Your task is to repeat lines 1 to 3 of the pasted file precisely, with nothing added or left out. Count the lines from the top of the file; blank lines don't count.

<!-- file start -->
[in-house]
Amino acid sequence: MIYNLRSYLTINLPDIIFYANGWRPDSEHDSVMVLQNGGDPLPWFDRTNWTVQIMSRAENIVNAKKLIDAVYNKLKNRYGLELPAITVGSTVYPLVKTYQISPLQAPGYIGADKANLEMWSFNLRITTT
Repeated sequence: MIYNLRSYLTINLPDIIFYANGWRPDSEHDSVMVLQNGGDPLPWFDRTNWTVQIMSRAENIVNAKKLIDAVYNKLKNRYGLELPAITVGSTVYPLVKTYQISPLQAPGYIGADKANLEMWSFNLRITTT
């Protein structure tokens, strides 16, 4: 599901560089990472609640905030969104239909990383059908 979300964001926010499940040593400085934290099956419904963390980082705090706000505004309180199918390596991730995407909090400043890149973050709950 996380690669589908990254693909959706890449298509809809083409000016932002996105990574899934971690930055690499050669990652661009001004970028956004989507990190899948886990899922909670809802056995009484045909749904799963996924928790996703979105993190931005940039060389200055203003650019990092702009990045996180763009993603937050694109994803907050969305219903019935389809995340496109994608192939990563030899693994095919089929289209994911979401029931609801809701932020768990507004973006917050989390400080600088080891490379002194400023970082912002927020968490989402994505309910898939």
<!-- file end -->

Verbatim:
[in-house]
Amino acid sequence: MIYNLRSYLTINLPDIIFYANGWRPDSEHDSVMVLQNGGDPLPWFDRTNWTVQIMSRAENIVNAKKLIDAVYNKLKNRYGLELPAITVGSTVYPLVKTYQISPLQAPGYIGADKANLEMWSFNLRITTT
Repeated sequence: MIYNLRSYLTINLPDIIFYANGWRPDSEHDSVMVLQNGGDPLPWFDRTNWTVQIMSRAENIVNAKKLIDAVYNKLKNRYGLELPAITVGSTVYPLVKTYQISPLQAPGYIGADKANLEMWSFNLRITTT